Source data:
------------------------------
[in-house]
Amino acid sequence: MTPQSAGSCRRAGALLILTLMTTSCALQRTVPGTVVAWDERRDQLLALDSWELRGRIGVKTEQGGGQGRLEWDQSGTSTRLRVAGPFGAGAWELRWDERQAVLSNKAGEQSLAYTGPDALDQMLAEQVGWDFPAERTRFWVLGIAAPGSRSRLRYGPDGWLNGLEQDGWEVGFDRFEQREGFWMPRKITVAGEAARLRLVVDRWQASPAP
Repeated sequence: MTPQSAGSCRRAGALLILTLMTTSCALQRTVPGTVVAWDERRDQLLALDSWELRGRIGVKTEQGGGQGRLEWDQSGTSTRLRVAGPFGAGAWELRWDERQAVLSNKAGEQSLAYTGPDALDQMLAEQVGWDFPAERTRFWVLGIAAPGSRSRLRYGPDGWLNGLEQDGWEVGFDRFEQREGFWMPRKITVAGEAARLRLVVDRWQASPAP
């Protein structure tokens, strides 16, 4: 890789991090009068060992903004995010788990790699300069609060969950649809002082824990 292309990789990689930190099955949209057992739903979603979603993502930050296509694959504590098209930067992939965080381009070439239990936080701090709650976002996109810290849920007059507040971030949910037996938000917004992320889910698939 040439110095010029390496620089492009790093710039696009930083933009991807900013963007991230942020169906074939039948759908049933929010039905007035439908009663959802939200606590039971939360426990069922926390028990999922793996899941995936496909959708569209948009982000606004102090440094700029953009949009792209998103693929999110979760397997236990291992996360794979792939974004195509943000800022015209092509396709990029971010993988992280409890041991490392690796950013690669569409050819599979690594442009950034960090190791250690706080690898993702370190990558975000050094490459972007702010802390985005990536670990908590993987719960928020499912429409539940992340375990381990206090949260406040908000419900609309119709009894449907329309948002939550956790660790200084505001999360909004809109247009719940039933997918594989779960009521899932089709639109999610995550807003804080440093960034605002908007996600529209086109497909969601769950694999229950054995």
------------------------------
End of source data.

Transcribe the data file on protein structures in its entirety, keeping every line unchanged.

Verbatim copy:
[in-house]
Amino acid sequence: MTPQSAGSCRRAGALLILTLMTTSCALQRTVPGTVVAWDERRDQLLALDSWELRGRIGVKTEQGGGQGRLEWDQSGTSTRLRVAGPFGAGAWELRWDERQAVLSNKAGEQSLAYTGPDALDQMLAEQVGWDFPAERTRFWVLGIAAPGSRSRLRYGPDGWLNGLEQDGWEVGFDRFEQREGFWMPRKITVAGEAARLRLVVDRWQASPAP
Repeated sequence: MTPQSAGSCRRAGALLILTLMTTSCALQRTVPGTVVAWDERRDQLLALDSWELRGRIGVKTEQGGGQGRLEWDQSGTSTRLRVAGPFGAGAWELRWDERQAVLSNKAGEQSLAYTGPDALDQMLAEQVGWDFPAERTRFWVLGIAAPGSRSRLRYGPDGWLNGLEQDGWEVGFDRFEQREGFWMPRKITVAGEAARLRLVVDRWQASPAP
């Protein structure tokens, strides 16, 4: 890789991090009068060992903004995010788990790699300069609060969950649809002082824990 292309990789990689930190099955949209057992739903979603979603993502930050296509694959504590098209930067992939965080381009070439239990936080701090709650976002996109810290849920007059507040971030949910037996938000917004992320889910698939 040439110095010029390496620089492009790093710039696009930083933009991807900013963007991230942020169906074939039948759908049933929010039905007035439908009663959802939200606590039971939360426990069922926390028990999922793996899941995936496909959708569209948009982000606004102090440094700029953009949009792209998103693929999110979760397997236990291992996360794979792939974004195509943000800022015209092509396709990029971010993988992280409890041991490392690796950013690669569409050819599979690594442009950034960090190791250690706080690898993702370190990558975000050094490459972007702010802390985005990536670990908590993987719960928020499912429409539940992340375990381990206090949260406040908000419900609309119709009894449907329309948002939550956790660790200084505001999360909004809109247009719940039933997918594989779960009521899932089709639109999610995550807003804080440093960034605002908007996600529209086109497909969601769950694999229950054995």